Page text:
His current spring/summer collection, titled Pastel Punks, embodies this spirit and was inspired by a Gavin Watson photograph from the 1970s called Skinhead Girls, along with a trip to Miami. As such it’s a collection of contrasts – tough and masculine silhouettes are sweetened with pastel colours and sheer fabrics. Leather, snakeskin, a camouflage print and tartan also add character.
“The past few years have really been about concentrating on the collections and developing the brand into a design led house. We do a catwalk show every six months but there’s still an element of accessibility to what we do. The point of difference we have as a label is that we have the same level of design but we our customer is much younger. I want people to be part of this world we are trying to build,” says Holland.
In his bid for global fashion domination, Holland has followed the footsteps of other young designers in Britain and delved head first into the world of licences and collaborations. A line of hosiery kicked it off and now he’s added sunglasses, denim and underwear to the list, along with high street collaborations with stores such as Debenhams. Next up is a line of trainers with 1980s favourite Superga and a line of fun tights to usher in the 2012 Olympics.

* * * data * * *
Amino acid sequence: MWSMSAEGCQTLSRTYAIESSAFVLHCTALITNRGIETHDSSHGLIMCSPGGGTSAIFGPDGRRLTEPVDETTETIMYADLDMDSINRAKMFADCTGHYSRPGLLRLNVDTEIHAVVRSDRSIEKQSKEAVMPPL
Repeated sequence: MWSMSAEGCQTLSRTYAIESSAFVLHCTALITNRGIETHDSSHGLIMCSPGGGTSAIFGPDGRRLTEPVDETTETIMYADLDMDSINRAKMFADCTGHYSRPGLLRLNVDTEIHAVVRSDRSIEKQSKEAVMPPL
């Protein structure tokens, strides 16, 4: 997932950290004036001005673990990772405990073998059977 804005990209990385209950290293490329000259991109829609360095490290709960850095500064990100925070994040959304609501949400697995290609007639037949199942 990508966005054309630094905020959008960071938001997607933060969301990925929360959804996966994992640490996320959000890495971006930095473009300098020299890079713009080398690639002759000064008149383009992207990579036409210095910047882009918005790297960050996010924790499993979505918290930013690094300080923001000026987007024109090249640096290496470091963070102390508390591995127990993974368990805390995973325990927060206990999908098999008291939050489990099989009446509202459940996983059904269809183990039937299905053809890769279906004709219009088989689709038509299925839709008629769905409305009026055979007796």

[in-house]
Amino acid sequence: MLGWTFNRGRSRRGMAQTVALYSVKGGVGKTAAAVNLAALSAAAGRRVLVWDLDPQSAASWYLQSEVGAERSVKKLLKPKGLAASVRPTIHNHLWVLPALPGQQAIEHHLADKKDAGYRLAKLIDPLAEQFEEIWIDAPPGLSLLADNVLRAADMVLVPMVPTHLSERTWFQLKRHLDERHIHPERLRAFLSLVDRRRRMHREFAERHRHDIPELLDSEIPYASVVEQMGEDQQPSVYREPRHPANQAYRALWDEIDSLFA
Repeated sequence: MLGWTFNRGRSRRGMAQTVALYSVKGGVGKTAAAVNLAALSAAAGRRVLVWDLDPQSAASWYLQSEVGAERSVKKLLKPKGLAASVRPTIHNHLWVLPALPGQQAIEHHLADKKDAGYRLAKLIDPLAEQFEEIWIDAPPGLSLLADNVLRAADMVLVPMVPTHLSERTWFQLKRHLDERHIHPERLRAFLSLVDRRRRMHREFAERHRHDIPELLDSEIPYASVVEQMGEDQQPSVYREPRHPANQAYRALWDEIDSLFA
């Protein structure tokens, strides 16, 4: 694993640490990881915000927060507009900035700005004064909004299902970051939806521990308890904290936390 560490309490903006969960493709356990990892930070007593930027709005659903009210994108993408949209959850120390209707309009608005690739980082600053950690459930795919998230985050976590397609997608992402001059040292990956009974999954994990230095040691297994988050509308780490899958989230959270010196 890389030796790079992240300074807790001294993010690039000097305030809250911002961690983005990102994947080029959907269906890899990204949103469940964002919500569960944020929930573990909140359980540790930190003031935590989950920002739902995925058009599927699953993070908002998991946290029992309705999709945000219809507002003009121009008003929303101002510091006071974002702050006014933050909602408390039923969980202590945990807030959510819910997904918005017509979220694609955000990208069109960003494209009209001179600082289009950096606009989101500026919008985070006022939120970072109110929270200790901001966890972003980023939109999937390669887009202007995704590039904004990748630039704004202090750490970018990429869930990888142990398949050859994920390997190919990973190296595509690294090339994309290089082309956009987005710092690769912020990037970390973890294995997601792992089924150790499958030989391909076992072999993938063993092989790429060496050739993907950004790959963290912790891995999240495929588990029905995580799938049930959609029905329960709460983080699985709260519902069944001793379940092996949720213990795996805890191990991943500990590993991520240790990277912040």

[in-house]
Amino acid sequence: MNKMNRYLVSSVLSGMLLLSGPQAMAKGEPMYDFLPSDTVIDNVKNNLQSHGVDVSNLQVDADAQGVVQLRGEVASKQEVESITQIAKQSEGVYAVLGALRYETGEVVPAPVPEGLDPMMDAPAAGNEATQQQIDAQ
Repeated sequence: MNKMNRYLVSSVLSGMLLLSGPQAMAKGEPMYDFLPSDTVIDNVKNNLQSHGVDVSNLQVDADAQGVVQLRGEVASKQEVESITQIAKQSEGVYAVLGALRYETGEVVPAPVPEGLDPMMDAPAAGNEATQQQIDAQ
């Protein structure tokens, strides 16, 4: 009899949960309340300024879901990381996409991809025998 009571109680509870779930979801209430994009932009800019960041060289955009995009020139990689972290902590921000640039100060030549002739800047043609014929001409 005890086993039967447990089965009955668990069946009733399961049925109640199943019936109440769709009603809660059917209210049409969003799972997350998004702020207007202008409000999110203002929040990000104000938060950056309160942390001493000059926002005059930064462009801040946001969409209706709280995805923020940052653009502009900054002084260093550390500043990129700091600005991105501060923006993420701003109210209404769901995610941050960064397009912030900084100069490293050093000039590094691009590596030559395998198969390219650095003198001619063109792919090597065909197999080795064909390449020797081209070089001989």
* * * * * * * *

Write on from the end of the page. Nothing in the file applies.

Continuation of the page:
“We’ve never tried to leave that customer behind, we want them to grow with us and be a part of what we ware doing and the plan. I want our customer to be able to come to the House of Holland and buy everything. That’s maybe me being overambitious but I want to harness that and do it properly. The thread that holds it together is that personality. I would love to have a retail concept, like a mini department store, where it’s all under one roof.
I also like to control everything myself – Its important to me because if the nature of what I do. Imagine if I had a board of directors and took them a pair of underpants …can you imagine their faces?” he says wrinkling his nose.
And while Holland has made his millions cashing in on his passion for fun, surely there will come a time when the 28-year-old has to grow up?
“Obviously as anyone grows older, their taste level evolves with them. You do grow up and the kind of events you go to change. I said after one of my shows recently that our girl is starting to attend more cocktail parties. It is about that girl we design for – she is growing up with us. I hope to evolve the house and take out customer with us as well. It will be a natural progression.”
As published in the SCMP, February 10th 2012